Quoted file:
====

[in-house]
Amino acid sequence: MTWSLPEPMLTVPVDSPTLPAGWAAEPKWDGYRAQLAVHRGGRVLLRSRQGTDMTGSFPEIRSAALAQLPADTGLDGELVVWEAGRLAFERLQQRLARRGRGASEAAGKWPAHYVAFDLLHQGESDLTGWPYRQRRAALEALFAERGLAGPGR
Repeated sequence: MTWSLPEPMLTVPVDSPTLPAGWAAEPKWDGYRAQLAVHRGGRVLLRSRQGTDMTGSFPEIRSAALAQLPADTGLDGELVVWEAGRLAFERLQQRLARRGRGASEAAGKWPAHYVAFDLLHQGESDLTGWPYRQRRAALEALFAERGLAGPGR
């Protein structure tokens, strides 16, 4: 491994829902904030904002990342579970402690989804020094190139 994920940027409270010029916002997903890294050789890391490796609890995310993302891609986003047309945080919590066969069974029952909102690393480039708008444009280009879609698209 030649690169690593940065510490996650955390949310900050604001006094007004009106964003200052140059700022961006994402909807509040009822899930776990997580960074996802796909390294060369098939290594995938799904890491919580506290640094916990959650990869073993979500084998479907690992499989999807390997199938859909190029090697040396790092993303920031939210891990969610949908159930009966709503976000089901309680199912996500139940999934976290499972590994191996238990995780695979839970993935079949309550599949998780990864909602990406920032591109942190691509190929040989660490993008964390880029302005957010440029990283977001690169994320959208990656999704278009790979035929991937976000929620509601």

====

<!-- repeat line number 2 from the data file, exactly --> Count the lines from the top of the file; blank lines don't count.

Amino acid sequence: MTWSLPEPMLTVPVDSPTLPAGWAAEPKWDGYRAQLAVHRGGRVLLRSRQGTDMTGSFPEIRSAALAQLPADTGLDGELVVWEAGRLAFERLQQRLARRGRGASEAAGKWPAHYVAFDLLHQGESDLTGWPYRQRRAALEALFAERGLAGPGR